“Give me your tired, your poor, your huddled masses yearning to breathe free.”
These words, etched on a plaque at the base of the Statue of Liberty, echoed through the Colonial Capitol building on Monday, when 24 people from 16 countries earned their American citizenship during a naturalization ceremony.
Some of the new citizens at the ceremony are already serving their country, such as Aidane Dunn, a member of the U.S. Navy who came from Jamaica.
Dunn said he joined the Navy to help the U.S. and to set a good example for his 2-year-old son
“There are lots of opportunities out there for us, U.S. citizens,” Dunn said.
Another military member who was naturalized Monday was John Gutierrez, who serves in the U.S. Air Force.
“I’m ecstatic to be here — it’s a big day,” Gutierrez said. He has been living in the states for 15 years.
“My family moved here when I was little to give me a better life — so I’m doing what I need to, to be here.”
Dunn and Gutierrez embodied the advice Kurt Smith, who interprets Thomas Jefferson at Colonial Williamsburg, gave to the new citizens: be active participants in the country’s affairs.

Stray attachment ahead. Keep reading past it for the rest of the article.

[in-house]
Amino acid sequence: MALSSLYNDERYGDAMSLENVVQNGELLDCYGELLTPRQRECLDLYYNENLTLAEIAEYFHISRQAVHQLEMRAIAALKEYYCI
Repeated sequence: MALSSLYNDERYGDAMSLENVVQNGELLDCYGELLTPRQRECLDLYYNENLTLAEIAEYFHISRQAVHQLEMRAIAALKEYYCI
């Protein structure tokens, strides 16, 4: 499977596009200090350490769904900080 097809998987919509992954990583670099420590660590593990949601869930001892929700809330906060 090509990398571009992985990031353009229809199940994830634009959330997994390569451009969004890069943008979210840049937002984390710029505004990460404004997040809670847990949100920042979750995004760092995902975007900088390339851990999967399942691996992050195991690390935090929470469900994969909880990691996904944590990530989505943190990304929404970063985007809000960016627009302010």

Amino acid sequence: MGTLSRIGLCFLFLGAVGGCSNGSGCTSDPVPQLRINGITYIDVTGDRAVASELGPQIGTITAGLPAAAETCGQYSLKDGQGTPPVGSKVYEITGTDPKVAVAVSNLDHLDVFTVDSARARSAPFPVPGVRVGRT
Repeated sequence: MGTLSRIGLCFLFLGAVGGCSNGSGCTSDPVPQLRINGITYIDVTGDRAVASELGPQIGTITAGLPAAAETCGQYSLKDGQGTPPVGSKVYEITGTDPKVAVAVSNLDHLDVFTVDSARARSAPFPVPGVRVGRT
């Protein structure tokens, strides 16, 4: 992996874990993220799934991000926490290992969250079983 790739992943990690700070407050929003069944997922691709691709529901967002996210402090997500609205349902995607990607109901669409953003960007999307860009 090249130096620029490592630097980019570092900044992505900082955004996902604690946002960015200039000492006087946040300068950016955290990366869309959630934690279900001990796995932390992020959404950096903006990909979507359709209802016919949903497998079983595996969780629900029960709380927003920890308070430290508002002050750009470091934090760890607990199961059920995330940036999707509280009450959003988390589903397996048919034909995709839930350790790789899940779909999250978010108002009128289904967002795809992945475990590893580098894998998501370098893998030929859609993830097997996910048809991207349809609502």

Smith said through freeing other enslaved people and taking up arms in the Civil War, Harriet Tubman showed being a true American meant standing up for your neighbor’s rights, even if it meant risking your own life.
“Eighty-seven years after Thomas Jefferson wrote ‘all men are created equal,’ we finally had a country that meant it because brave women and brave men stood up for the human rights of others,” Smith said.
The fight for democracy will never stop, Smith said, and new citizens will need to vote and participate in public discourse to benefit all of society.
“These milestones have not come easily, they have not come readily, they have not come without violence and even sometimes bloodshed. They have come — every single one of them — have come from people showing up. From people voting. From people standing up when told to sit down.”
Another notable newly naturalized citizen was Ghislain d'Humières, who has served as executive director and senior vice president at Colonial Williamsburg for about a year.
“Colonial Williamsburg has observed naturalization (ceremonies) for the past four decades,” said Karen Pruden, senior manager of human resources and diversity and inclusion at Colonial Williamsburg. “It is befitting that ceremony is held on our property because the mission is to feed the American spirit by sharing America’s enduring story.”
At the end of the ceremony, the 24 new Americans rushed to friends and family, hugging and taking photos with American flags they left the building.
As they walked off, Smith’s words and Jefferson’s sentiments lingered in the air.
"Men and women, boys, girls, farmers, immigrants have changed the face of this entire nation,” Smith said. “We thank them for their bravery, but the journey is not over — we are still creating the enduring story of America, and now, you are part of that story.”
Heymann can be reached by phone at 757-298-5828 or on Twitter at @HeymannAmelia.